“We were heading toward the end of the season and Tori was getting ready to break the school scoring record,” Januzzi recalled. “He scored his 1,000th point at Clearview when we beat them, and then Cornerstone Christian came in.

“Well, he ended up not breaking the record, and they beat us on our floor. But that was the last time we lost.”

In February, the coach’s father, Albert Januzzi, an avid high school sports fan, died at age 76, not long before the postseason got under way. But his passing had a galvanizing effect, and the Patriots avenged their loss to Lorain Catholic two days after the funeral.

“It was the final game of the regular season and it was at Lorain Catholic, where Coach Januzzi coached and played,” Madalone said. “There were a lot of emotions that night. I think everybody really played together for the first time all season and we played like that the rest of the way.”

When the Division IV sectional-district tournament opened at Strongsville, Lorain Catholic was the top seed and Open Door was No. 2.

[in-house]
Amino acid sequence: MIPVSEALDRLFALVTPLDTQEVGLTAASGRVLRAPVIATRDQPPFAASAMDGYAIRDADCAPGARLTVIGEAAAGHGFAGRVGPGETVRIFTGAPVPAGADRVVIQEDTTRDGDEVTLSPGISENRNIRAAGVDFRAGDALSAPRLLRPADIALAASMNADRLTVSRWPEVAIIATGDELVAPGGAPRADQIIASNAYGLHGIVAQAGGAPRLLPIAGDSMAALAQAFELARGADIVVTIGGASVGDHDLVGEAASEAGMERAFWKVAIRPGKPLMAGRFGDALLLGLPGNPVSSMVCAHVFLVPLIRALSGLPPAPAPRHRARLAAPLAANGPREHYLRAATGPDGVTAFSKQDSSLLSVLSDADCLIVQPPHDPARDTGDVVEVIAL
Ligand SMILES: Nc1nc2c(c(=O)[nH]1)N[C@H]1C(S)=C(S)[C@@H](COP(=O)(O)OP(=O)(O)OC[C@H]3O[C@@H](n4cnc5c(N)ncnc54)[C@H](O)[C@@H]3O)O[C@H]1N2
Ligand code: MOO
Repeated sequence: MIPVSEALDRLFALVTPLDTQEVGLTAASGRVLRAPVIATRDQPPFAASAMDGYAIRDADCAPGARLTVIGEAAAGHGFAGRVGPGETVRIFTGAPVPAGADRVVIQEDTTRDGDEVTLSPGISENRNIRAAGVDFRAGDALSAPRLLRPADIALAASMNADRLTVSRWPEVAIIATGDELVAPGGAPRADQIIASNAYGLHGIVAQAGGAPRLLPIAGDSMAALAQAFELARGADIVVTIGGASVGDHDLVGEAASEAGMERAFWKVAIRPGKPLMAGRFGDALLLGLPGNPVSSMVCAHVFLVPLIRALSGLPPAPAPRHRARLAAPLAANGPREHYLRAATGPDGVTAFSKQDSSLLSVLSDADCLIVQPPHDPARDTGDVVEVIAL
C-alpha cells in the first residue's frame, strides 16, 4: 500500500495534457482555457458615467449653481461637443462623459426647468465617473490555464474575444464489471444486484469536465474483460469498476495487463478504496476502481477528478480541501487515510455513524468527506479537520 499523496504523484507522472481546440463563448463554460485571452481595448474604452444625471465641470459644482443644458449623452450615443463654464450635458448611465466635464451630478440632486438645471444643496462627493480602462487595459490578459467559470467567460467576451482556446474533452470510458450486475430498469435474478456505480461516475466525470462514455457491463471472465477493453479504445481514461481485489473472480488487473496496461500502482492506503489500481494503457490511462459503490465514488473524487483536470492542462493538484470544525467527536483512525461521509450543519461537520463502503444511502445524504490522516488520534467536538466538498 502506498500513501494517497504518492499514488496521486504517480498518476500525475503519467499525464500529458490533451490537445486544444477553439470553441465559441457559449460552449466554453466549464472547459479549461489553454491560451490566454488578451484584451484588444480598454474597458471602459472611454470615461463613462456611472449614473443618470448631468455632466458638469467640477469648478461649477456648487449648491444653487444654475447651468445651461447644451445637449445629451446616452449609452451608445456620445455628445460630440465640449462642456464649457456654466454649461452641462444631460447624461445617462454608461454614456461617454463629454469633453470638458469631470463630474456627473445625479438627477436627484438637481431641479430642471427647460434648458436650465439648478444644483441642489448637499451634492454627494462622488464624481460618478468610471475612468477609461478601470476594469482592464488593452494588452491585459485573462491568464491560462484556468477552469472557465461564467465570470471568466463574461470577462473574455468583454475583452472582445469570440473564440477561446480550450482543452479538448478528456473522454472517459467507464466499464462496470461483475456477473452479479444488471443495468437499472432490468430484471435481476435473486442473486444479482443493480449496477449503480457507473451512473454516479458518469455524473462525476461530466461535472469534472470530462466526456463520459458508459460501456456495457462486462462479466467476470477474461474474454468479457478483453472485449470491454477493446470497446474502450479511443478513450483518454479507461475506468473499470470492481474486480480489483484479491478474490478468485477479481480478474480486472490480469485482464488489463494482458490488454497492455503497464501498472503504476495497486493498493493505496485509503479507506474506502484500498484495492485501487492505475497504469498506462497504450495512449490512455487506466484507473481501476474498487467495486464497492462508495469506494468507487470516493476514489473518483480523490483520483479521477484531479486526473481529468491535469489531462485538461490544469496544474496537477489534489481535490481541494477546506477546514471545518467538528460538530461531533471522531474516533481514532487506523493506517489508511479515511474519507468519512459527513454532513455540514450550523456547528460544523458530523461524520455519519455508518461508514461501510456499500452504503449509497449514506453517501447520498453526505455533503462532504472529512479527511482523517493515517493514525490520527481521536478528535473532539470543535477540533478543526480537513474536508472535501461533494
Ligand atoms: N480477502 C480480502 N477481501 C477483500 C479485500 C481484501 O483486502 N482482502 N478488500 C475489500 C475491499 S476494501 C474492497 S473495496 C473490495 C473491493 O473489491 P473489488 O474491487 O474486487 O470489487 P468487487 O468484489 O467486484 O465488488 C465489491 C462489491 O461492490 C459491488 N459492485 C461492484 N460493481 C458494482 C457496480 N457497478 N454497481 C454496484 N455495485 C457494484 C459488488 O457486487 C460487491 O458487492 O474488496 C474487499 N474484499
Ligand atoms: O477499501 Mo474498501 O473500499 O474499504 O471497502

“My personal goal was to get in the district championship game,” he said. “That would have been great. So we beat (Cleveland) Horizon Science and that was an easy win (76-37 in the sectional final). Then we beat Cleveland MLK (61-45) in the district semifinal and that put us in the championship game against (Kidron) Central Christian.

“That night we were down 13 points at the half, and faith was just intertwined in everything we did with our guys,” Januzzi said. “When I got in the locker room, Tony Madalone, Jason Piper and those guys had a Bible out and they were searching for a verse about adversity or coming back or something to help them in that situation.